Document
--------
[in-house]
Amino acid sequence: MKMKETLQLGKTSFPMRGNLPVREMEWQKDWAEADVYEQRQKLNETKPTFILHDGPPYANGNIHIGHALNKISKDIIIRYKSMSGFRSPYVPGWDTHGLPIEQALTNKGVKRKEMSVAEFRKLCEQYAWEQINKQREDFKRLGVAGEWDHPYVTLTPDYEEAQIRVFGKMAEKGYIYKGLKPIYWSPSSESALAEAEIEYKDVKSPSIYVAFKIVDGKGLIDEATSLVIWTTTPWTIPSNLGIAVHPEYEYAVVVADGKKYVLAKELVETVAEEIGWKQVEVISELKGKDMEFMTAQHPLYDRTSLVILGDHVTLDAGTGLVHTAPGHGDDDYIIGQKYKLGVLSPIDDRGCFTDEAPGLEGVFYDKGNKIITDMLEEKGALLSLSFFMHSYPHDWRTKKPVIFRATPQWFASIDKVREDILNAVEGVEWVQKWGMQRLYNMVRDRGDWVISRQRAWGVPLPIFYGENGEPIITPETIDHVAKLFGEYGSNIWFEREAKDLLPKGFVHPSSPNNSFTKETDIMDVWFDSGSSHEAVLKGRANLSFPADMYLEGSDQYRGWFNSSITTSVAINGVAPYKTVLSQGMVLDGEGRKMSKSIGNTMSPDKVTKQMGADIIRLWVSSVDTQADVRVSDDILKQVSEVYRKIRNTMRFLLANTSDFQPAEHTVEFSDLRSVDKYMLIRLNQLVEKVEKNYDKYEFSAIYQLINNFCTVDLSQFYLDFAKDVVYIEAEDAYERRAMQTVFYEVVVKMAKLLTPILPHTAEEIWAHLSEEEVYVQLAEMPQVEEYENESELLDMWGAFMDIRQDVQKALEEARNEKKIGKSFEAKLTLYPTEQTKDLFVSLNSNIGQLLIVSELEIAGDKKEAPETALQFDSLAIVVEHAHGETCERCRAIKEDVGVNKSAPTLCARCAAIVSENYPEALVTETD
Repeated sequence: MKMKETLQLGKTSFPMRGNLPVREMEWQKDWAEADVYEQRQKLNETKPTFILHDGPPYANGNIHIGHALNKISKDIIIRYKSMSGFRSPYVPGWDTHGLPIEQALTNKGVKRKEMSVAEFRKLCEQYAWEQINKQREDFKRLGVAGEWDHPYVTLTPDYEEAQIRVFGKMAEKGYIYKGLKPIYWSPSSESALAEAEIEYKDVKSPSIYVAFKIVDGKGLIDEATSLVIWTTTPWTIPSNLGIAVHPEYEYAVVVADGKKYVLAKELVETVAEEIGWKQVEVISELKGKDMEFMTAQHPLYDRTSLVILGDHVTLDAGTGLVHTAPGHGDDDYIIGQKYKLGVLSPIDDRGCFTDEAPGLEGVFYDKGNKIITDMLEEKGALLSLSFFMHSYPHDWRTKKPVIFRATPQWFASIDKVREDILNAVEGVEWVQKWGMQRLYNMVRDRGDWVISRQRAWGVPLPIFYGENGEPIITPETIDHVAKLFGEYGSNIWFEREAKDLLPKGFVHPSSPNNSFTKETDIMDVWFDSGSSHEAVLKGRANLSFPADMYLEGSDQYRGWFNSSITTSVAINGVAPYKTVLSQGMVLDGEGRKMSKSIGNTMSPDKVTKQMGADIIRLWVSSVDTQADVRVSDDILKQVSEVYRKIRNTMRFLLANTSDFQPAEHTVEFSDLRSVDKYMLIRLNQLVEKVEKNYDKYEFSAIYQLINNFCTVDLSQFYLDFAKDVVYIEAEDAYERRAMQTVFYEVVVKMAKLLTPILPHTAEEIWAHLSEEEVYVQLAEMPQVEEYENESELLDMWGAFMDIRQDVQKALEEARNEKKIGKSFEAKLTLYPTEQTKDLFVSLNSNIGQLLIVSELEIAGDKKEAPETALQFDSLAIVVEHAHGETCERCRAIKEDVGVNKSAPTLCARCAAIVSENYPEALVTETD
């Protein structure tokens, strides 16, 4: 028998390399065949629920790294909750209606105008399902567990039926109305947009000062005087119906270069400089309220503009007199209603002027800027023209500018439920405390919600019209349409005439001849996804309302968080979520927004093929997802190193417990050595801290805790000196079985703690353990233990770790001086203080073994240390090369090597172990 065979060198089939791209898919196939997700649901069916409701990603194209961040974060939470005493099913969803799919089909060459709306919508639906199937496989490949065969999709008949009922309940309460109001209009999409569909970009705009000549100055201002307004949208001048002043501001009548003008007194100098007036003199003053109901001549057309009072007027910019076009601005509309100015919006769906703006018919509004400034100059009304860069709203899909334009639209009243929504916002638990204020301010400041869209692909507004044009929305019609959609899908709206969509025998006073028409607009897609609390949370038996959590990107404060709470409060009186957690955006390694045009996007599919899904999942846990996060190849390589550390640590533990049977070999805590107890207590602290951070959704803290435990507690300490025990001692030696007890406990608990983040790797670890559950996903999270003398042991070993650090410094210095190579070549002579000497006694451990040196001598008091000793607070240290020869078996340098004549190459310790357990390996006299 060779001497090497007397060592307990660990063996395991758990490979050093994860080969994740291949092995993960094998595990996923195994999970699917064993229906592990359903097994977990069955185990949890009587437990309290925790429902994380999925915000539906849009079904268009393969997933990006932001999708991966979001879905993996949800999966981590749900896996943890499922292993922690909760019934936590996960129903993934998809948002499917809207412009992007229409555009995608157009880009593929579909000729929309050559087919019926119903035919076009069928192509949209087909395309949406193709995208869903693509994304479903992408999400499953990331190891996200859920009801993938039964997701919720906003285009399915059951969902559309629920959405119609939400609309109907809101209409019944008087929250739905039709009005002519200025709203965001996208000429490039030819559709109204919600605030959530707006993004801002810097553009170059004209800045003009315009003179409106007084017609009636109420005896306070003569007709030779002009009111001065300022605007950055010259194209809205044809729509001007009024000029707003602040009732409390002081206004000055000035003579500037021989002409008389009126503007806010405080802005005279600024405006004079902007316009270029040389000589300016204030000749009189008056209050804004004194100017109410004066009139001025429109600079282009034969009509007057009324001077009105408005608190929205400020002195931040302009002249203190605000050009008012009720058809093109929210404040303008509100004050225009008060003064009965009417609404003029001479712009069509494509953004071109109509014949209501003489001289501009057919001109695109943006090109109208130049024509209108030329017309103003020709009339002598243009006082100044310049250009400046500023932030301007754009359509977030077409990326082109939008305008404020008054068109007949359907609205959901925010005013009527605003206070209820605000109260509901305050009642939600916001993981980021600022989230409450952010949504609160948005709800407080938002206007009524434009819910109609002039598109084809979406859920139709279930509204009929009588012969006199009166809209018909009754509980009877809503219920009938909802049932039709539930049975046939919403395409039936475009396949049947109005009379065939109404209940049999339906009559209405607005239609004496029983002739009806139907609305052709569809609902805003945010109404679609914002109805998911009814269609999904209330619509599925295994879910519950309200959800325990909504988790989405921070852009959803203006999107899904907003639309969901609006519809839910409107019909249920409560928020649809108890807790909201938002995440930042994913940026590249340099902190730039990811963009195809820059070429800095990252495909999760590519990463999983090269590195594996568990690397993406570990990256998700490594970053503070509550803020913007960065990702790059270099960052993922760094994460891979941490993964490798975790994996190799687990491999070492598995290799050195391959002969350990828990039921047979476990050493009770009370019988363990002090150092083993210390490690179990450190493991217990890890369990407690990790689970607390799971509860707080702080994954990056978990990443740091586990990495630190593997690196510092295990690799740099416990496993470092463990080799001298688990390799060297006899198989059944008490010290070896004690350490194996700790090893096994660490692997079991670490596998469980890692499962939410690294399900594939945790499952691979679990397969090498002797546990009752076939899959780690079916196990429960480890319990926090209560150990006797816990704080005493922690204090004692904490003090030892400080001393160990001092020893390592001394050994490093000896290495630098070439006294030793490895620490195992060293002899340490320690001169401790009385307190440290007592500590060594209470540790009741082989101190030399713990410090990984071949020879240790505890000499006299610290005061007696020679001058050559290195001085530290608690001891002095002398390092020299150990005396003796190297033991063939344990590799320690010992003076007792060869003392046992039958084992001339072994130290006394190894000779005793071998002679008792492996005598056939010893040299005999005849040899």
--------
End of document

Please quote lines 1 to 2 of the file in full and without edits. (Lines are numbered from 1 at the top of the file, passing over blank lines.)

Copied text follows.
[in-house]
Amino acid sequence: MKMKETLQLGKTSFPMRGNLPVREMEWQKDWAEADVYEQRQKLNETKPTFILHDGPPYANGNIHIGHALNKISKDIIIRYKSMSGFRSPYVPGWDTHGLPIEQALTNKGVKRKEMSVAEFRKLCEQYAWEQINKQREDFKRLGVAGEWDHPYVTLTPDYEEAQIRVFGKMAEKGYIYKGLKPIYWSPSSESALAEAEIEYKDVKSPSIYVAFKIVDGKGLIDEATSLVIWTTTPWTIPSNLGIAVHPEYEYAVVVADGKKYVLAKELVETVAEEIGWKQVEVISELKGKDMEFMTAQHPLYDRTSLVILGDHVTLDAGTGLVHTAPGHGDDDYIIGQKYKLGVLSPIDDRGCFTDEAPGLEGVFYDKGNKIITDMLEEKGALLSLSFFMHSYPHDWRTKKPVIFRATPQWFASIDKVREDILNAVEGVEWVQKWGMQRLYNMVRDRGDWVISRQRAWGVPLPIFYGENGEPIITPETIDHVAKLFGEYGSNIWFEREAKDLLPKGFVHPSSPNNSFTKETDIMDVWFDSGSSHEAVLKGRANLSFPADMYLEGSDQYRGWFNSSITTSVAINGVAPYKTVLSQGMVLDGEGRKMSKSIGNTMSPDKVTKQMGADIIRLWVSSVDTQADVRVSDDILKQVSEVYRKIRNTMRFLLANTSDFQPAEHTVEFSDLRSVDKYMLIRLNQLVEKVEKNYDKYEFSAIYQLINNFCTVDLSQFYLDFAKDVVYIEAEDAYERRAMQTVFYEVVVKMAKLLTPILPHTAEEIWAHLSEEEVYVQLAEMPQVEEYENESELLDMWGAFMDIRQDVQKALEEARNEKKIGKSFEAKLTLYPTEQTKDLFVSLNSNIGQLLIVSELEIAGDKKEAPETALQFDSLAIVVEHAHGETCERCRAIKEDVGVNKSAPTLCARCAAIVSENYPEALVTETD